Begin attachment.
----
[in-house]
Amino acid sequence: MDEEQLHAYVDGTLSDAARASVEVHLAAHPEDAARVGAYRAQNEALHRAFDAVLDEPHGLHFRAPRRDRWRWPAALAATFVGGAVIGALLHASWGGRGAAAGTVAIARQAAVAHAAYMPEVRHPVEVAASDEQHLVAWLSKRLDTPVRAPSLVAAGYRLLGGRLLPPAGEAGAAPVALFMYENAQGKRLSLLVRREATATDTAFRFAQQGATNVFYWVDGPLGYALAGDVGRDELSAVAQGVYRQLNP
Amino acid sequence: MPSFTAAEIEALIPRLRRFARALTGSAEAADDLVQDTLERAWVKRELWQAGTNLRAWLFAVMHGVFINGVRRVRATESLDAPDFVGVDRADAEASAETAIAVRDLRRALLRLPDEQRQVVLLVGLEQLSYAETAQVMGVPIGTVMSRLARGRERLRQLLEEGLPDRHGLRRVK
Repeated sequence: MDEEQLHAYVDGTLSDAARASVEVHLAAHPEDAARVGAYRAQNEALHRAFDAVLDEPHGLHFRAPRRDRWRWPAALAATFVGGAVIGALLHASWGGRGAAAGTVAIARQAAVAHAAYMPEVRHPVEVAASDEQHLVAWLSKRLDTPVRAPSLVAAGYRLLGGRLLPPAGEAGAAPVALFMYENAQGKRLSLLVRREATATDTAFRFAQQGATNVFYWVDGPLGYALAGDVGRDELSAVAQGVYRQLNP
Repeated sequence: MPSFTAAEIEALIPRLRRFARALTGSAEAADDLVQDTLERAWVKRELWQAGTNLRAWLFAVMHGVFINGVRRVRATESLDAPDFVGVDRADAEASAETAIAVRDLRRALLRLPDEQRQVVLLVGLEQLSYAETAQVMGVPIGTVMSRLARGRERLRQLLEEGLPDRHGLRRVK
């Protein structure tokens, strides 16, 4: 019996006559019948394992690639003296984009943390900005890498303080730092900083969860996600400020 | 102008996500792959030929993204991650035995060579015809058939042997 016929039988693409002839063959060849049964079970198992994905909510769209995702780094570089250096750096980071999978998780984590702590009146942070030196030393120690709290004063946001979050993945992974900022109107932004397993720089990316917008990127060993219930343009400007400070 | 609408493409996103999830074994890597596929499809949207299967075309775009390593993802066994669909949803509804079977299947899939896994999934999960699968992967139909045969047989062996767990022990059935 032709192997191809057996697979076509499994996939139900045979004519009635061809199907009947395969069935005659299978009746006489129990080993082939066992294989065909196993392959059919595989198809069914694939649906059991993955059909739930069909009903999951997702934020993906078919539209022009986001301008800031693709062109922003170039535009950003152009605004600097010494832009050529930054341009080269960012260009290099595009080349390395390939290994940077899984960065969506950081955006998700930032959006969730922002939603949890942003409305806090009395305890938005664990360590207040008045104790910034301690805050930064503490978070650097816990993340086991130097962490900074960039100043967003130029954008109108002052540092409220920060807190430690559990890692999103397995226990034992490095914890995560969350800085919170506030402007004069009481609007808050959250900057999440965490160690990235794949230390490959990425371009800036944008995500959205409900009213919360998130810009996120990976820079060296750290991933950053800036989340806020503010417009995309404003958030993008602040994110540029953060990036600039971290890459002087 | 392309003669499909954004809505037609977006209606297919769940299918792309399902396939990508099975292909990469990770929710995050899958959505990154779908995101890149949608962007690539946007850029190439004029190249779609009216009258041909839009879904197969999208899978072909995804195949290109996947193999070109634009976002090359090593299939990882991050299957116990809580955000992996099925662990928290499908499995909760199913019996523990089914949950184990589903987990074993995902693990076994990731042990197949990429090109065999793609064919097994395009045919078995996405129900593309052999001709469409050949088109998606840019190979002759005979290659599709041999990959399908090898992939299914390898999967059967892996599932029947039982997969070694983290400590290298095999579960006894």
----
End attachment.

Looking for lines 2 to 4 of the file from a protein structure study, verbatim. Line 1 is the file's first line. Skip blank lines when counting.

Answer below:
Amino acid sequence: MDEEQLHAYVDGTLSDAARASVEVHLAAHPEDAARVGAYRAQNEALHRAFDAVLDEPHGLHFRAPRRDRWRWPAALAATFVGGAVIGALLHASWGGRGAAAGTVAIARQAAVAHAAYMPEVRHPVEVAASDEQHLVAWLSKRLDTPVRAPSLVAAGYRLLGGRLLPPAGEAGAAPVALFMYENAQGKRLSLLVRREATATDTAFRFAQQGATNVFYWVDGPLGYALAGDVGRDELSAVAQGVYRQLNP
Amino acid sequence: MPSFTAAEIEALIPRLRRFARALTGSAEAADDLVQDTLERAWVKRELWQAGTNLRAWLFAVMHGVFINGVRRVRATESLDAPDFVGVDRADAEASAETAIAVRDLRRALLRLPDEQRQVVLLVGLEQLSYAETAQVMGVPIGTVMSRLARGRERLRQLLEEGLPDRHGLRRVK
Repeated sequence: MDEEQLHAYVDGTLSDAARASVEVHLAAHPEDAARVGAYRAQNEALHRAFDAVLDEPHGLHFRAPRRDRWRWPAALAATFVGGAVIGALLHASWGGRGAAAGTVAIARQAAVAHAAYMPEVRHPVEVAASDEQHLVAWLSKRLDTPVRAPSLVAAGYRLLGGRLLPPAGEAGAAPVALFMYENAQGKRLSLLVRREATATDTAFRFAQQGATNVFYWVDGPLGYALAGDVGRDELSAVAQGVYRQLNP